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Thomas TOMKINS (1572 - 1656)
When David heard - Sacred Choral Works
When David heard that Absalom was slain, full anthem a 5 [5:28]
Almighty God, which has knit together, verse anthem a 8 and organ [5:09]
Sixth Service:
Magnificat a 5 and organ [5:40]
Nunc dimittis a 5 and organ [2:49]
Almighty God, the fountain of all wisdom, full anthem a 5 [7:14]
A sad pavan for these distracted times for keyboard [3:30]
My shepherd is the living Lord, verse anthem a 4 and organ [3:51]
Behold, I bring you glad tidings, verse anthem a 10 and organ [3:39]
Voluntary in a minor for organ [3:32]
Third ('Great') Service:
Jubilate a 10 and organ [7:09]
Clarifica me Pater for organ [2:25]
Third ('Great') Service:
Te Deum a 10 and organ [11:45]
Choir of St John's College, Cambridge/Andrew Nethsingha; Freddie James (organ)
rec. 16-18 July 2013, St John's College Chapel, Cambridge, UK. DDD
CHANDOS CHAN0804 [62:21]

English composers of the mid-16th century had to deal with the political and religious tribulations associated with Henry VIII, Edward VI, Mary Tudor and Elizabeth I. These had considerable effects on their composing of music for the liturgy. Even a hundred years later composers enjoy little peace and quiet either as they felt the consequences of the political upheaval which resulted in the Commonwealth under Oliver Cromwell. It led to Thomas Tomkins losing his position as organist of Worcester Cathedral. In 1646 the city surrendered to the Parliamentary forces, and as a result cathedral services were almost completely discontinued.
It was a matter of good fortune that this happened when Tomkins was already at an advanced age. In the decades before he had been a most respected composer and organist who was mainly connected to Worcester Cathedral as well as the Chapel Royal. Some of his more ambitious compositions may have been written for the latter institution. One example is the Te Deum & Jubilate for ten voices and organ which is recorded here.
Little is known about his early years, and that includes his musical education. However, it seems certain that William Byrd was one of his teachers: one of the madrigals in the collection of 1622 was dedicated to him. He also studied carefully Thomas Morley's treatise A Plaine and Easie Introduction to Practicall Musicke of 1597. In his vocal music the influence of Thomas Tallis is clearly discernible whereas in his keyboard works he is not only inspired by Byrd but also by John Bull. This disc includes three specimens of his keyboard style. The most famous of them is A Sad Pavan for these distracted times written under the impression of the defeat of the Royalists by the Parliamentarians.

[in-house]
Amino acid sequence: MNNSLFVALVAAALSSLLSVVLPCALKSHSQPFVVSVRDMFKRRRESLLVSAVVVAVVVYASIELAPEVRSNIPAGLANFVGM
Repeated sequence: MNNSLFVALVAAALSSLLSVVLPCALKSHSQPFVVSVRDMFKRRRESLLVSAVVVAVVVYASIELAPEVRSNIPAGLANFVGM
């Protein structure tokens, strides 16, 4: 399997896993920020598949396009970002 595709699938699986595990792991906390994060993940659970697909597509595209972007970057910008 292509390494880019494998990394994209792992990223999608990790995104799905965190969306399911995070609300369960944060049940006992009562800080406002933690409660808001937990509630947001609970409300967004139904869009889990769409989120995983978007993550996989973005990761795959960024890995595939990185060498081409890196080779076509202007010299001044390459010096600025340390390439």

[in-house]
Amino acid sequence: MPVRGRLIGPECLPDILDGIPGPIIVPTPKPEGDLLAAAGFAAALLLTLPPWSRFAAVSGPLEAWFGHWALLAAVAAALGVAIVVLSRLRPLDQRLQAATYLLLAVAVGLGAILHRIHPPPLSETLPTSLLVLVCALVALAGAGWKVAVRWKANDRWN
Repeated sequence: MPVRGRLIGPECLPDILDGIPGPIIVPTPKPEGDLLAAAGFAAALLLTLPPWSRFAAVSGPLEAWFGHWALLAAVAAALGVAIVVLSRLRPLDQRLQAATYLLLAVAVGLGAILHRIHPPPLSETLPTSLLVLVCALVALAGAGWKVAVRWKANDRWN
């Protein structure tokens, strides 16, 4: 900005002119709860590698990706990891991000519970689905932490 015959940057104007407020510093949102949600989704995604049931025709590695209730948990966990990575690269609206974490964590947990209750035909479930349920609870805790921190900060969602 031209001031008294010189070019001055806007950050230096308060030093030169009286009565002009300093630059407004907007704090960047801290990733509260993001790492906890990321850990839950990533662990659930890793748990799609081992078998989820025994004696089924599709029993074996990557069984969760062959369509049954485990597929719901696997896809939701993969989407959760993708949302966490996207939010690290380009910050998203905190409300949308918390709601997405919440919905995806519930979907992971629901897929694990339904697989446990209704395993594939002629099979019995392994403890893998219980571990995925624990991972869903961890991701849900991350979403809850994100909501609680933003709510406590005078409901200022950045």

Tomkins was a versatile composer who was respected by his peers. He composed madrigals which were printed in 1622; another madrigal was included by Morley in the collection The Triumphes of Oriana of 1601, dedicated to Queen Elizabeth I. The influence of contemporary Italian composers which is notable in many madrigals of the time is absent in Tomkins's madrigals. That is further evidence of his conservatism which also comes to the fore in many of his sacred works. The Sixth Service, from which the Magnificat and the Nunc dimittis are taken, is an example of this conservative tendencies. This Service, scored for five voices and organ, is considerably more modest than the Third ('Great') Service from which we hear the Te Deum and the Jubilate, strangely enough in reverse order and divided by the organ piece Clarifica me Pater.
That said, there are some pieces with notable text expression. The most famous example is the opening item, When David heard that Absalom was slain which has traces of the sacred madrigal. Another striking example of Tomkins's skills in setting a text is Almighty God, the fountain of all wisdom which includes remarkable dissonants on the name Jesus Christ which is clearly inspired by the previous text episodes. Behold, I bring you glad tidings is another impressive piece with a remarkable florid organ part and an eloquent dotted rhythm on the first phrase of the doxology.
This disc delivers an interesting and useful survey of Tomkins's sacred and keyboard music reflecting the most important parts of his oeuvre. Most items have probably been recorded before, although I could not find other recordings of Almighty God, which hast knit together and Behold, I bring you glad tidings. Even so, this is a very attractive disc, not only because of the choice of music, but also because of the performances. The singing is excellent, not just by the plenary choir but also by its individual members who take care of the solo passages in the verse anthems. Only now and then is a slight vibrato in the lower voices noticeable but that hardly spoils the overall result. In this respect this disc is considerably better than the Purcell/Humfrey disc which I reviewed some time ago elsewhere. The expressive elements come off very well. The organ pieces are nicely played by Freddie James.
Jeremy Summerly wrote the useful liner-notes, but could have given a little more biographical information about Tomkins.
Johan van Veen